Full text: Problems in eugenics

20Section I.G. Sergi. 
Of these two fossil forms the Neandertaloid is extinct in both its 
secondary branches, while the other has not left descendants in the brachi- 
morphic branch, as I have shown in another place : only the dolicomorphic 
branch has persisted dividing into various forms, those forms, namely, 
which we have found from quaternary to neolithic times. The 
skulls of Ipswich, of Galley Hill, of Clichy, of Tilbury, of Combe Capelle, 
of Cromagnon, of Mentone, or Predmost, of the Balzi Rossi, of Laugerie 
Basse, of Solutre, of Sorde, have all many modern characters with pre­ 
cisely the same variations which are already found in the neolithic skulls 
and in their descendants. 
If the skeleton of Castenedolo is really of the Lower Pliocene, as I now 
anew maintain, the skull cannot be distinguished from a recent one, nor can 
the rest of the skeleton. Professor Keith in the skeleton of Ipswich finds 
that some of the characters do not differ from those of an Englishman of 
recent date. Everyone sees what resistance this human type has presented 
from the Tertiary Period, and this fact would suffice to prove how fantastic 
are all the modern theories and all the strange hypotheses put forth regard­ 
ing the variability of the human skull when this has already assumed a 
definite form; and it does not matter if the Evolutionary Theory, as it has 
been till now conceived, is affected, because facts are of more value than 
theories, which, in order to possess worth, must have their foundation in 
facts and not in baseless speculations. 
A phenomenon of much importance again and again explained by myself, 
which serves to prove the persistence of forms, is that derived from the ad­ 
mixture of the two characteristic forms, dolico and brachimorphic, in human 
crossing. According to some, in this case we might expect an intermediate 
form, and a certain anthropologist has thus maintained, especially wishing to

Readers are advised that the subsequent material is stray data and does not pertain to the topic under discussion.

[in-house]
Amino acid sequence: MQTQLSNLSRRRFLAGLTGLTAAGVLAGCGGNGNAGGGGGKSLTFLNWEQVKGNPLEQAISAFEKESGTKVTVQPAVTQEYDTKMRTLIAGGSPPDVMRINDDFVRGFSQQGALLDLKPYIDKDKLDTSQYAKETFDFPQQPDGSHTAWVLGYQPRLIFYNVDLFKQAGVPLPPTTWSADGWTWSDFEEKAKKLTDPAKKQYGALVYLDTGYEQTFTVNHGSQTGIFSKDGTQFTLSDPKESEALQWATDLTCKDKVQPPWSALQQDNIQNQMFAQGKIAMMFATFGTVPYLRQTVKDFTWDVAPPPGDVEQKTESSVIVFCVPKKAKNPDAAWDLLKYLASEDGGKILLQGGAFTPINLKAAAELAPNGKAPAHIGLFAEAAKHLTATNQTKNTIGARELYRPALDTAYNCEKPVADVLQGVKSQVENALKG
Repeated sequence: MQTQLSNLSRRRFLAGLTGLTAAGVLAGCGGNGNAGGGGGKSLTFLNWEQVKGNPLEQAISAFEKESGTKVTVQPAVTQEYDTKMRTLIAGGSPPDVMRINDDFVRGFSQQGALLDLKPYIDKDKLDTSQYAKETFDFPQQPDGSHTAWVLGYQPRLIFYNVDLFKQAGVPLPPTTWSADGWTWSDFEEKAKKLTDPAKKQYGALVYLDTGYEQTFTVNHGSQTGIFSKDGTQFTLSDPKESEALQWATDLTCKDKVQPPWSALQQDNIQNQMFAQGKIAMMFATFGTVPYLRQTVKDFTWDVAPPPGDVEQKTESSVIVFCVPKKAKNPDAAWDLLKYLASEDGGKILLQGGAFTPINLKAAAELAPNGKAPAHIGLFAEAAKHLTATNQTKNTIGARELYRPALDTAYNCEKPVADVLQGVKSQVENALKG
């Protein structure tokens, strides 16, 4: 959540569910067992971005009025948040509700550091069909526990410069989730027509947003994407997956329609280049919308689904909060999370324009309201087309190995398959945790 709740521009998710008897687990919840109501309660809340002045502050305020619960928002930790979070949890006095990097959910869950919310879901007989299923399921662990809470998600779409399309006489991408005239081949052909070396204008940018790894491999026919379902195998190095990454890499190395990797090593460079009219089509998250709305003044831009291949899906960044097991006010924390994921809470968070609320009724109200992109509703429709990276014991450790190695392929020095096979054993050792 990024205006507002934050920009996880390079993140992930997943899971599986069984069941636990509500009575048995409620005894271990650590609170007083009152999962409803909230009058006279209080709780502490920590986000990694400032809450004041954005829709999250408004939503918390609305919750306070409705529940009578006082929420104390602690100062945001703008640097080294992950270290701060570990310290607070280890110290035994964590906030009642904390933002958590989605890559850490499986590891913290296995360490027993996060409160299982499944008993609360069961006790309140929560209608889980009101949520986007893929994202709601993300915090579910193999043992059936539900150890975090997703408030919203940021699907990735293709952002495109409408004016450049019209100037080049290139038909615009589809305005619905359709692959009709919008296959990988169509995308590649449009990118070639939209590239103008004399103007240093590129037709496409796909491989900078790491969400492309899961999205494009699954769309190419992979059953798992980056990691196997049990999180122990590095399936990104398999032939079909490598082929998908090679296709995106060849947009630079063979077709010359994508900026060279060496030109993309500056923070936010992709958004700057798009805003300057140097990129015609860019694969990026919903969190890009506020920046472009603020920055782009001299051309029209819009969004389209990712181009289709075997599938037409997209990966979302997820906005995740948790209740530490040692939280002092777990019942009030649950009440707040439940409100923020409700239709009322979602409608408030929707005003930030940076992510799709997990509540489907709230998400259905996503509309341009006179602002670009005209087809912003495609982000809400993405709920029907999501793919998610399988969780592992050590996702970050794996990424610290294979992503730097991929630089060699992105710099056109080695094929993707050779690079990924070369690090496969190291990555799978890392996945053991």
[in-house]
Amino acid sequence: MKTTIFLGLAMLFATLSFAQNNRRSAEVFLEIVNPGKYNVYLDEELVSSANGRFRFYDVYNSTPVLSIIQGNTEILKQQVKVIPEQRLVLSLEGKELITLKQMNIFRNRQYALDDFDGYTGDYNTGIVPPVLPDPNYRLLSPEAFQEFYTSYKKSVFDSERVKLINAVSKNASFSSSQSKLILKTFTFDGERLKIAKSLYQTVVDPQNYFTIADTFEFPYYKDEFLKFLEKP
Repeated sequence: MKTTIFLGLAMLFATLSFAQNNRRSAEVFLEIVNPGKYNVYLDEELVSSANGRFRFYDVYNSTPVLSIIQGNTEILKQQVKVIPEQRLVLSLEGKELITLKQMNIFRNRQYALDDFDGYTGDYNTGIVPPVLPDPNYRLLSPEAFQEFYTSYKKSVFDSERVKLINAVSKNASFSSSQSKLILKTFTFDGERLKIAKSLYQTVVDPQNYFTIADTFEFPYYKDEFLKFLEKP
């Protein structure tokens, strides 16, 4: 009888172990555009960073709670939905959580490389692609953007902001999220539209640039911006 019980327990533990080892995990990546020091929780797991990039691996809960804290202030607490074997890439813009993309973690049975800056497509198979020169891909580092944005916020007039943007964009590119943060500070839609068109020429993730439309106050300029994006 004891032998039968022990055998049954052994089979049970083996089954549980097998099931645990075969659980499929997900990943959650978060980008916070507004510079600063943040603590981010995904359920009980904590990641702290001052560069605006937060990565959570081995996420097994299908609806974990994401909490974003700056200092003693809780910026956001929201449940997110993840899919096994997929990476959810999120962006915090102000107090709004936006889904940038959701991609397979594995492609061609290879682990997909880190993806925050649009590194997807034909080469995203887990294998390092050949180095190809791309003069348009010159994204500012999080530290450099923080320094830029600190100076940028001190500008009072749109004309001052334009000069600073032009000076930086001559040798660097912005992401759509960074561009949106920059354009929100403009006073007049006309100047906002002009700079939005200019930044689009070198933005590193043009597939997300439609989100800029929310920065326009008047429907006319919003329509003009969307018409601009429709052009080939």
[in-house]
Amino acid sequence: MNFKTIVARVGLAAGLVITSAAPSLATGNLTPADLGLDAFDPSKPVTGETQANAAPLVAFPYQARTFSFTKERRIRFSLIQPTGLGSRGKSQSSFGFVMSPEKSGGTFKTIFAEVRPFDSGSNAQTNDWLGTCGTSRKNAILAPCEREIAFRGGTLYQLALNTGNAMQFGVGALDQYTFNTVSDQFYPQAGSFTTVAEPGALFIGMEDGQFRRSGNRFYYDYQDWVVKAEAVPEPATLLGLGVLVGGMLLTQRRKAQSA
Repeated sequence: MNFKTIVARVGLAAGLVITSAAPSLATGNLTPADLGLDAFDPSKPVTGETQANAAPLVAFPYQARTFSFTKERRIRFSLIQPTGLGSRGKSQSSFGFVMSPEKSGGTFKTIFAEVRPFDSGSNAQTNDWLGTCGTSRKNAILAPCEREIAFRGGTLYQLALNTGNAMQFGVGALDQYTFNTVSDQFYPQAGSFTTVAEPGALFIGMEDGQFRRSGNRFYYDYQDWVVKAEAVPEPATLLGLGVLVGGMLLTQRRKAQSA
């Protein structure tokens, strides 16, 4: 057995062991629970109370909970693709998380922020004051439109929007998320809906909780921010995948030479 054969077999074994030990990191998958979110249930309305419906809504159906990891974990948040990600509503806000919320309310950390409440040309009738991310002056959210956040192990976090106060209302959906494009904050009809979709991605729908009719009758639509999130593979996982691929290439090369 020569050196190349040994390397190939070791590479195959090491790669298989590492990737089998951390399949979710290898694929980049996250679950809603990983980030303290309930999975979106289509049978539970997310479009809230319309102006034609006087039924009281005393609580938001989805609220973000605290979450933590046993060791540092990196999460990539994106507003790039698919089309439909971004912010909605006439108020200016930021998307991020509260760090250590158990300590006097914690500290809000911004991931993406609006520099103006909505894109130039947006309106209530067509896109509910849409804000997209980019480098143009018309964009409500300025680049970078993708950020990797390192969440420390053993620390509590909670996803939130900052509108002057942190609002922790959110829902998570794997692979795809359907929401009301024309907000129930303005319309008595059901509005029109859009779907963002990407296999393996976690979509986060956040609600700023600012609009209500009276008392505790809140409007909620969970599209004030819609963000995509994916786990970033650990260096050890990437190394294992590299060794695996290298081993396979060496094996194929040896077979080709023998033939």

explain that mesocephalic type, which is simply a conventional one in 
craniometry. I have formerly shown that the mesocephalic type does not 
constitute a morphological, but only a craniometrical, type; it is only a 
variation, according to the width of the skull, of the dolicomorphic type, 
and is always met with invariably, with greater or less frequency, wherever 
the long type is dominant, whether there are or are not crossings with the 
brachimorphic type. There are entire regions where the dolico and meso­ 
cephalic types rule without a single brachicephalic specimen. 
That an intermediate form does not exist as the result of crossing is 
easily shown from the persistence of one or the other type in the same 
place, or in the same intermixed families. In this case there is that segrega­ 
tion in the descendants which is found in Heredity, according to the Men- 
delian Theory. We have no direct observations verifying the generations and 
the number of forms amongst the descendants, where the separation takes 
place; but this does not invalidate the fact often observed by me of families 
in which the parents had heads of different forms, and the descendants are 
divided so that some inherited the paternal and others the maternal form.

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